Aidan Aannestad is one more name on the long list of people who discovered linguistics through Tolkien, and he’s been conlanging ever since that seventh grade discovery. He’s learned a lot about linguistics since then, though, and now holds a BA in it from the University of Texas and is partway through a graduate degree. He holds himself (and sometimes others) to a very high standard of realism in his work, and he’s always striving to get a more complete perspective on the enormous variety found in the world’s natlangs. His creative output is so far mostly limited to the minimally-documented, though fairly well fleshed-out Emihtazuu language and its ancestors, but he hopes to someday increase his productivity and make a full linguistic area with multiple interacting families. He also speaks Japanese, and will happily discuss its history and mechanics for hours with anyone interested. He’s been on-and-off a member of a number of conlanging communities, and these days is most likely to be found on one of the relevant Facebook groups or lurking in the conlang mailing list.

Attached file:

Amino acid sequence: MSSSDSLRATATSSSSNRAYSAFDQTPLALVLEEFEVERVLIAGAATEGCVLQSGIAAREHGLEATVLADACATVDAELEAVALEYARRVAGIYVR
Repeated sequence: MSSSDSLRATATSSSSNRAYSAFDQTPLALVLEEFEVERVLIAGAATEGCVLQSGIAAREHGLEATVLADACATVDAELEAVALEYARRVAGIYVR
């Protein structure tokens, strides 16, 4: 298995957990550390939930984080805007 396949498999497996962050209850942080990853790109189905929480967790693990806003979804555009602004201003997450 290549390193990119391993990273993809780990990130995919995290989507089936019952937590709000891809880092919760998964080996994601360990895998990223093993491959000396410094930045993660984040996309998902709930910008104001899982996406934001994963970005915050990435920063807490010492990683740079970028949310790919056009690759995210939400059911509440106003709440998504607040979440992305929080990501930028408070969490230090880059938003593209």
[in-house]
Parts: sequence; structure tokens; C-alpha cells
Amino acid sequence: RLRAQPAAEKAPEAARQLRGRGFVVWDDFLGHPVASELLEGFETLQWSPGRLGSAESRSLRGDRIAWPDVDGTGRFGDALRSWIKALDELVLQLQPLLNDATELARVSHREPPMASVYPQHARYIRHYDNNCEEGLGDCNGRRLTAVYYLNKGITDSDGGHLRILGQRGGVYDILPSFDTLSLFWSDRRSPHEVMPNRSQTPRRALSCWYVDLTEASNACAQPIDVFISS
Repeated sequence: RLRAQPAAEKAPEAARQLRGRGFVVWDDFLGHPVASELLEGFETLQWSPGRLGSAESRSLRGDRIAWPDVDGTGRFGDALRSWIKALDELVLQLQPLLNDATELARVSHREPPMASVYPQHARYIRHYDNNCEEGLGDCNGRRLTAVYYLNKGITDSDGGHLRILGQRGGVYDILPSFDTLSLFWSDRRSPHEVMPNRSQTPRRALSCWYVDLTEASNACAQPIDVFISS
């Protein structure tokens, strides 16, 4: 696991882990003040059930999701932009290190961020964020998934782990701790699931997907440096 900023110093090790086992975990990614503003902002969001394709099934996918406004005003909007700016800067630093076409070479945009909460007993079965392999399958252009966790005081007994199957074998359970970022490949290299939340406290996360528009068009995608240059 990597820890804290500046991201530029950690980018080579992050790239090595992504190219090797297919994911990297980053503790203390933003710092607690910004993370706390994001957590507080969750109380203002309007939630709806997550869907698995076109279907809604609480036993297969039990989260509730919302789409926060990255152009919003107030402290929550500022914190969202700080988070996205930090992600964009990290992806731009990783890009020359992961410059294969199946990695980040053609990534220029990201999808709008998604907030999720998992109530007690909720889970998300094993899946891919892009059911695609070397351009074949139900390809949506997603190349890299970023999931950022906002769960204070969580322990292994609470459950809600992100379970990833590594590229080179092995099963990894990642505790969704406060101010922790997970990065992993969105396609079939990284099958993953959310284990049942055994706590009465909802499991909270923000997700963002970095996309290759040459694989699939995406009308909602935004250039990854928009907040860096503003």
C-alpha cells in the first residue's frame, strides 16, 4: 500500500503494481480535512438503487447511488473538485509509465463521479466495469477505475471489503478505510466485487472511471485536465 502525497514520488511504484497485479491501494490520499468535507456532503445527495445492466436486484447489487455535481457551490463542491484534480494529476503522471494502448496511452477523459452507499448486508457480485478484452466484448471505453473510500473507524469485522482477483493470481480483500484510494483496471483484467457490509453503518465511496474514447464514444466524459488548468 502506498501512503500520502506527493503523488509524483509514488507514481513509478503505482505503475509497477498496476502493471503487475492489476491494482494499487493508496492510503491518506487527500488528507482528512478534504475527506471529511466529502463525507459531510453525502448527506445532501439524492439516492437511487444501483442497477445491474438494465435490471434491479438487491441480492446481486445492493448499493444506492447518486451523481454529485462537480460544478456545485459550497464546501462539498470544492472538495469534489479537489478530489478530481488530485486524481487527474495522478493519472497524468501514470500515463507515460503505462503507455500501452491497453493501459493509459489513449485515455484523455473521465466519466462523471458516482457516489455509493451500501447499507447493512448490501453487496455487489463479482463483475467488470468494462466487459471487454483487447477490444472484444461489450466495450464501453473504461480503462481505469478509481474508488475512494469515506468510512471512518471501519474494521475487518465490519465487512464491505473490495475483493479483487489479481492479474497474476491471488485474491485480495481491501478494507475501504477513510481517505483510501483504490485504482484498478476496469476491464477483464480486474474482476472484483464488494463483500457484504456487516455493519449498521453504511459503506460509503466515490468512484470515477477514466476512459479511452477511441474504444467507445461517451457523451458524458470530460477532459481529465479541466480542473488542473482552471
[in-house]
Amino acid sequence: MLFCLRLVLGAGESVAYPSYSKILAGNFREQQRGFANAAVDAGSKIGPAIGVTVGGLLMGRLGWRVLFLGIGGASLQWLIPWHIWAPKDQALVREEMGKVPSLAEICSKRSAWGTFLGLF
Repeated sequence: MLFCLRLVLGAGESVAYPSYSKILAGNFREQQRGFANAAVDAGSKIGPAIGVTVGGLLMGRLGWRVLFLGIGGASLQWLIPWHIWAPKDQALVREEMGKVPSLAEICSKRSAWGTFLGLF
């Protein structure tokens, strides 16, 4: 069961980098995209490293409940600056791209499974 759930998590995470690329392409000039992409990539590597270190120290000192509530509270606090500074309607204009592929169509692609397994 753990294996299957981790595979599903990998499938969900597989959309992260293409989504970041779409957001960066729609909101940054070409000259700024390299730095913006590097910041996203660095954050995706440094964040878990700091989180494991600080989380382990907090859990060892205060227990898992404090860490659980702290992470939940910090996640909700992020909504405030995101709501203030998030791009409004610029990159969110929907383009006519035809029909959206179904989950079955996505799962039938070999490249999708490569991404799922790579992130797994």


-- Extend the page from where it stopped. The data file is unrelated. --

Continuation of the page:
Despite being present in a huge number of the world’s languages, phonemic tone is perhaps the most misunderstood linguistic system there is. Probably because of this, conlangs with phonemic tone are next to unheard of. This paper aims to solve those problems, by providing a basic description of how to think about tone through the framework of autosegmental phonology. It also gives an overview of variation among tone systems and how tones arise and change over time, and discusses some problems unique to conlanging with tones. The author hopes that readers will be encouraged to try creating tone systems themselves, and expand their palette of conlanging tools with one more system to play with.
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